The look is contemporary without being too "style-conscious". A minimalist approach predominates that must have good feng shui, because we were instantly relaxed upon entering. Careful decorative touches include fishbone designs on a few of the off-white walls, bamboo poles clustered around the entrance and a gaggle of orange lamps hanging from the high ceiling. Stairs lead up to an upper level with a denser arrangement of tables around the glass railing. Our party of four, which included an unusually high percentage of lawyers, appreciated that the music and background noise was lively but low enough to allowed for comfortable discussion of litigation seminars and Cretan vacations alike.
The hearty, handsomely-presented offerings blend regional and nouveau Greek cuisine, without a hint of culinary superficiality … apart perhaps from the omnipresent black sesame seeds. Most of the starters have a seafood bent, but we enjoyed the grilled Chios mastelo cheese (6.10 euros) covered with corn flakes (yes, like the cereal), with a hint of ouzo and a drizzling of honey. A tasty thick pink sauce bathed the Baked Eggplant with Manouri Cheese and Sun Dried tomatoes (5.10 euros), but the vegetable rounds were a little undercooked. The house salad (6.90 euros) of crispy greens (eg rocket and red lettuce), caramelized fig treasures and thin slices of graviera and parmesan cheeses, came in a pleasantly asymmetrical white bowl. The concoction was generously sprinkled with balsamic vinegar. When it came to the pasta, fish and meat entrees, half of the things we picked were OK - and the other 50 percent extraordinary. While my Shrimp Pilaf with Kozani Saffron (12.80 euros) featured juicy shrimp (the menu said they were frozen, but they didn't feel it) and nice bits of green pepper, the pilaf lacked seasoning. By contrast, the Bass Fillets Fricassee with Finocchio and Walnut Milk (9.40 euros) was exquisite, with the chunks of fish, tender artichokes and potatoes sitting in a creamy white sauce and sprinkled with dill. Similarly, while the pork chops with a special house sauce (8.80 euros) were decent, the Beef Fillet Filled with Tomato, Feta and Oregano (11.50 euros) really stood out.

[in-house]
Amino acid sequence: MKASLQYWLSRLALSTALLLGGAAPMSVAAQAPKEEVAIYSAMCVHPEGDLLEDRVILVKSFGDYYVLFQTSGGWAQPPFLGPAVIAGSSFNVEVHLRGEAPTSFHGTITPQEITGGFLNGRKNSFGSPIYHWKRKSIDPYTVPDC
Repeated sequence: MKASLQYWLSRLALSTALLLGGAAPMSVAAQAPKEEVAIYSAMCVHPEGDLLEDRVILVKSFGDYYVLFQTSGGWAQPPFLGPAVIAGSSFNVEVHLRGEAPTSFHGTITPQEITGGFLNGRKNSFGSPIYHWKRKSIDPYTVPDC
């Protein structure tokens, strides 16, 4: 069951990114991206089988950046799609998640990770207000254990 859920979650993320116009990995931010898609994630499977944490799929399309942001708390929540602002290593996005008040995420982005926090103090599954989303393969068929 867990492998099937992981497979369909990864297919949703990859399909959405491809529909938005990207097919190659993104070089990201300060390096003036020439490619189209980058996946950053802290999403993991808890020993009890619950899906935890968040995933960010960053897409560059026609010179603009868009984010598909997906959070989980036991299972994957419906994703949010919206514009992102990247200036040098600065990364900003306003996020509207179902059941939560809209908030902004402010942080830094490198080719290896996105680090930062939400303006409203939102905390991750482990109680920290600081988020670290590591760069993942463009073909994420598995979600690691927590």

Menoudeli (squid ink pasta) and Grilled Salmon with Basil (11.30 euros) is an unusual favourite. Generous portions and glass after glass of the smooth, light white Mycenaen house wine (a custom-ordered Mycenaean blend of Viognier and Chardonnet varieties), prevented us from tasting any of the three dessert options. But I intend to return for the panacotta with Chios mastic.
Co-owner Vangelis Zaharopoulos serves as maitre d' and waiter, which he noted cuts down costs, but ensures customer care. The professional, graceful backup staff promptly appeared when needed.
Value for money
The meal, including a litter of the white house wine came to 20 euros/person, a good deal considering the hipness factor and the interesting taste options.
A gamut of ages were in evidence on the busy Thursday night we visited, ranging from a couple of elderly gentlemen in tweed suits having a good laugh at the next table to a large, dressed-up party at a big table and more casual students upstairs.
The new eatery was the mindchild of Zaharopoulos and chef Nikos Koukelis. Zaharopoulos explains that he and his business partner had experience in the Athens restaurant biz and aimed for, "Casual food, very reasonable prices, with gourmet touches." They've achieved it already, with the help of Koukelis' inspiration and touches revealing his Chios roots. While it only opened in September, word has already gotten out about it.
Psaro-Kokalo is located at 119 Solonos st. (tel 210-384-6596), a few blocks from Exarhia sq. It's open every day 1pm to 1am.
Gazi favourite Sardelles (15 Persephone st, 210-347-8050) also brings fish seafood with style to the city centre.